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Propaganda of the Deed Sven Lütticken, Johannes Paul Raether & Kerstin Stakemeier, Margarita Tupitsyn, and Victor Tupitsyn on the 7th Berlin Biennial


bb7 Maciej Mielecki and Re-enactment Group, "Battle of Berlin 1945“, Spreepark, Berlin-Treptow, 2012

The seventh edition of the Berlin Biennale, or BB7, exhorted visitors to “forget fear”, but also to remember – to remember the Second World War and its echoes, to remember the statelessness of the Palestinians, to remember the Occupy movement. If the latter were presented as a contemporary phenomenon, the biennial would in fact be contributing to its historicization. The similarity of the “Occupy Biennale” camp in the KW Institute for Contemporary Art to “living history museums” was hard to suppress – as was, going back further in time, that to nineteenth century colonial exhibitions with their exhibitions of “savages.” Occupy has remained rather marginal in much of continental Northern Europe, and this exhibition opens at a moment when it is uncertain if Occupy has any kind of future as an international mass movement. In this context, the reliance on informal forms (tents, graffiti, etc.) that have their justification on the streets but look lazy and clichéd in a white cube hardly suggests that serious stocktaking is about to take place; the same goes for much of the language that is being used, including a whole hallway of Stéphane Hessel quotations. And what does it mean to “occupy” by invitation? While the “Autonomous University” and other activities may prove to be useful and productive in some manner during the course of the BB7, the refusal to go beyond an unfocused montage of accepted signs and slogans does not exactly bode well.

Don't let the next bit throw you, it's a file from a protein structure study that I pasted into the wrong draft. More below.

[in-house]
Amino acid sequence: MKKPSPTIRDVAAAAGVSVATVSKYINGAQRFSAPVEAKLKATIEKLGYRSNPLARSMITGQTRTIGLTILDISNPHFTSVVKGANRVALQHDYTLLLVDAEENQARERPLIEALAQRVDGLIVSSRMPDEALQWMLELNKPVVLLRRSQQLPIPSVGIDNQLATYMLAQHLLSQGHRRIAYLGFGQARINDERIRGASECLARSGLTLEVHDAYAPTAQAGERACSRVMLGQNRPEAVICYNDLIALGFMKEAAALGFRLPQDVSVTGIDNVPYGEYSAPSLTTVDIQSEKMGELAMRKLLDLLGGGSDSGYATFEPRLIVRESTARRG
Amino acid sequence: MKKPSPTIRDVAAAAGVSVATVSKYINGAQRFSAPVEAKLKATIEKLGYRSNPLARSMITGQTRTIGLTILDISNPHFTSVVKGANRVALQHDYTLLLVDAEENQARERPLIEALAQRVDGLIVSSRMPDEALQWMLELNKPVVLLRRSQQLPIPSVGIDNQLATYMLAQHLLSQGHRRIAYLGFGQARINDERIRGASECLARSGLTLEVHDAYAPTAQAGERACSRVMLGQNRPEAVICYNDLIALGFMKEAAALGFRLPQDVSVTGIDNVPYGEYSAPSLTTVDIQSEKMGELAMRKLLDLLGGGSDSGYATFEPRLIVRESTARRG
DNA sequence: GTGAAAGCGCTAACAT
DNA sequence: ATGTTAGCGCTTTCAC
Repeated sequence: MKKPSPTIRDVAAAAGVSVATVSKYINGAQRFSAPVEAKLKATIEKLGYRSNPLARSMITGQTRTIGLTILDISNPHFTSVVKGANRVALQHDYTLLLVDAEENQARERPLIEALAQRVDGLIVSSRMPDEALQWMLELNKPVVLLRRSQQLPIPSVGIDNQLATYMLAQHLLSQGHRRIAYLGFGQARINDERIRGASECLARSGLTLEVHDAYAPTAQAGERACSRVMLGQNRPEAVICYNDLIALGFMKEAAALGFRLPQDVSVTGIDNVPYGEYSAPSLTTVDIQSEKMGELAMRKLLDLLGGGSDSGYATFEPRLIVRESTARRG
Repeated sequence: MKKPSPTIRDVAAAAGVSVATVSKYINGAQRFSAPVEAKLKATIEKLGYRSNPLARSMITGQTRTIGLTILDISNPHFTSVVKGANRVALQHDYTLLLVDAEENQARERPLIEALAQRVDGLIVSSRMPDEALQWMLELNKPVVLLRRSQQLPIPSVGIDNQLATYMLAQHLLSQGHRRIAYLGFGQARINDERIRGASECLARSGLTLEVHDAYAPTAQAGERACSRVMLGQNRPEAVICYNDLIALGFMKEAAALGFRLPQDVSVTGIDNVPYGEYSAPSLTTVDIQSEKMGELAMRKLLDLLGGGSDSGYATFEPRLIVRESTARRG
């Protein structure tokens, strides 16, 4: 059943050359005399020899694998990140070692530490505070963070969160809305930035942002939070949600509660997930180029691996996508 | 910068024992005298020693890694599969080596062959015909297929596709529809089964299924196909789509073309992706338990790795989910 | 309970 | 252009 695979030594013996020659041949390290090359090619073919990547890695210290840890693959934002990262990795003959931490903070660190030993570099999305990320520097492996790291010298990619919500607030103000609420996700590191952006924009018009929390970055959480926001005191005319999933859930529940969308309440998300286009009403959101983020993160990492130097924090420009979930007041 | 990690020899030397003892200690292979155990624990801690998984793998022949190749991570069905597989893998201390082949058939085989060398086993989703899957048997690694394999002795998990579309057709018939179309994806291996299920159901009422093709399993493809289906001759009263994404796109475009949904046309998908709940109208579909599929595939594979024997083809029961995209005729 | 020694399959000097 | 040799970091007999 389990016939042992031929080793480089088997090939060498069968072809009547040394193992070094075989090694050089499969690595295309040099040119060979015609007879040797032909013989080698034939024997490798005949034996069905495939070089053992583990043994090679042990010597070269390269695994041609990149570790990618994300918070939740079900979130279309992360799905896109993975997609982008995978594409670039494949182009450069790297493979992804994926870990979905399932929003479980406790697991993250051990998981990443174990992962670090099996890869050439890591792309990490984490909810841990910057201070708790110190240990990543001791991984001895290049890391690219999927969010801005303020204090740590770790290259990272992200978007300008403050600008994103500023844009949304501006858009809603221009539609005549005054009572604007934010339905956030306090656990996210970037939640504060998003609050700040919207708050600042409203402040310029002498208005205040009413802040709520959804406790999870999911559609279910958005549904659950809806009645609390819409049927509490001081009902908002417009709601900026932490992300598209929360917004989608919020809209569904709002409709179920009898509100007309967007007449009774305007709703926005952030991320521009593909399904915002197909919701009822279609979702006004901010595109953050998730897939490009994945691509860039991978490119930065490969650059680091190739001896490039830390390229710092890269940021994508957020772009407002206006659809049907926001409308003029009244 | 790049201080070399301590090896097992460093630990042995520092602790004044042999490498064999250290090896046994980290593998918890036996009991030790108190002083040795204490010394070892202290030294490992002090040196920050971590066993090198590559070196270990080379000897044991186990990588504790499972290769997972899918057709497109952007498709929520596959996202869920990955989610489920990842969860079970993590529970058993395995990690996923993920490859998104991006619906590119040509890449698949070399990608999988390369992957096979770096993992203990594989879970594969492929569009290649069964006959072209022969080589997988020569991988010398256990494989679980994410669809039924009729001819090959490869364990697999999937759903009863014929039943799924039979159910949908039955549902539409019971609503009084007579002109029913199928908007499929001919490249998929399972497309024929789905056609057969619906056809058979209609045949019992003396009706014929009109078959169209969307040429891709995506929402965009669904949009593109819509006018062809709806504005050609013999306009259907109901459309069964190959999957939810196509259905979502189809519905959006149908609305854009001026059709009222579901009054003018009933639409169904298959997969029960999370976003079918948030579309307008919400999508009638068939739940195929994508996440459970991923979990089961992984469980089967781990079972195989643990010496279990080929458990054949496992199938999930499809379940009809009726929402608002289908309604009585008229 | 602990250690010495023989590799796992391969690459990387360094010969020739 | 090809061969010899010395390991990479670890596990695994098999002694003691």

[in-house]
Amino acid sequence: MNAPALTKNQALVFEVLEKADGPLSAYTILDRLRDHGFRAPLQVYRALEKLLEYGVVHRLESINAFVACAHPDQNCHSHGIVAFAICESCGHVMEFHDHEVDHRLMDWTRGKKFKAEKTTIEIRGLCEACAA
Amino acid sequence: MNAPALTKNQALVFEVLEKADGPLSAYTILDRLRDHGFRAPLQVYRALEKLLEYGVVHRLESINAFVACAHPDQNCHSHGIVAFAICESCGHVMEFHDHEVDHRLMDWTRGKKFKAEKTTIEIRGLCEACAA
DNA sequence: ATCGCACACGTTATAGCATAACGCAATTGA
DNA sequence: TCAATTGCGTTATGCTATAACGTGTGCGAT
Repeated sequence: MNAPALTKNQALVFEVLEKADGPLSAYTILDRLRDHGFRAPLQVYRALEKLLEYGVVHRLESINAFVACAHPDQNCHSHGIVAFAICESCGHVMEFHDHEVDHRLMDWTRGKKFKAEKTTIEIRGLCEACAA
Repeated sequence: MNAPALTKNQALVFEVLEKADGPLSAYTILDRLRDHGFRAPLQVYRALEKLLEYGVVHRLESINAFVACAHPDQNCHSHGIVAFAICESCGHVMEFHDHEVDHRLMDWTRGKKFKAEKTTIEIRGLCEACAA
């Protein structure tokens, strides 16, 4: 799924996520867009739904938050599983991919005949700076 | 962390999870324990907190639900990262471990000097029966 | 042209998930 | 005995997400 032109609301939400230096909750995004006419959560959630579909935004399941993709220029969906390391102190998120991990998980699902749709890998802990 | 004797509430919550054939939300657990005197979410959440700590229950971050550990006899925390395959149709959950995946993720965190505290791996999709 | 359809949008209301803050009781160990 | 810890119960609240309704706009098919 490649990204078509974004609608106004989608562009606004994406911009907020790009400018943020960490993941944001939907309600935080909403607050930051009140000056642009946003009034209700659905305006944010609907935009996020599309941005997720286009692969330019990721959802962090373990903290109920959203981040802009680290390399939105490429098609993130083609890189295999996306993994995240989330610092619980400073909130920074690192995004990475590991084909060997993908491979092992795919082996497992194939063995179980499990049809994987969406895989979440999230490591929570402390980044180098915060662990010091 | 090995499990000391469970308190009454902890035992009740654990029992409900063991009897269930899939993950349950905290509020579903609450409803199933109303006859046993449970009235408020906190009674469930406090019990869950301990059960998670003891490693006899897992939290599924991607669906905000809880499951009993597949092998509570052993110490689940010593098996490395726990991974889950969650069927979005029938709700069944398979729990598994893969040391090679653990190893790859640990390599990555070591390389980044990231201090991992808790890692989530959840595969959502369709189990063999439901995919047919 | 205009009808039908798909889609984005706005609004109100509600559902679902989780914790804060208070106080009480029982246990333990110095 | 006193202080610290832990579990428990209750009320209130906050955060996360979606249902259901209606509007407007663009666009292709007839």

It would be pointless to review the BB7 in a conventional manner, as it prides itself on its break with the customs of curating, and shows little in the way of practices that are not either extensions of that of curator Artur Zmijewski or instrumentalized by him. [1] There is no point in lambasting the dumbest and most dubious projects or statements, but a few remarks on this Biennale’s unarticulated contradictions are in order.

On the one hand, the show wallows in the neo-historicism of a comically small “Battle of Berlin” reenactment and a display of artifacts pertaining to the displacement of Germans from Eastern Europe at the end of the Second World War. The latter installation, at the Deutschlandhaus, was created in collaboration with the controversial historical center planned for this location by the Stiftung Flucht, Vertreibung, Versöhnung in the Deutschlandhaus. In his curatorial statement in the press package, Zmijewski sees this center as an instrument of the German state, and part of its campaign to prepare people’s minds for Germany’s renewed European dominance. If an obsession with German and Polish history (and especially with German-Polish history) is running through much of the Biennale, this does not seem to lead to any particularly cogent point, political or otherwise. What matters with projects such as the tree-planting campaign “Berlin-Birkenau” (presented as an installation with birch tree saplings from Auschwitz-Birkenau to take away) is above all the instrumentalization of “Big History” to generate an atmosphere of historical importance.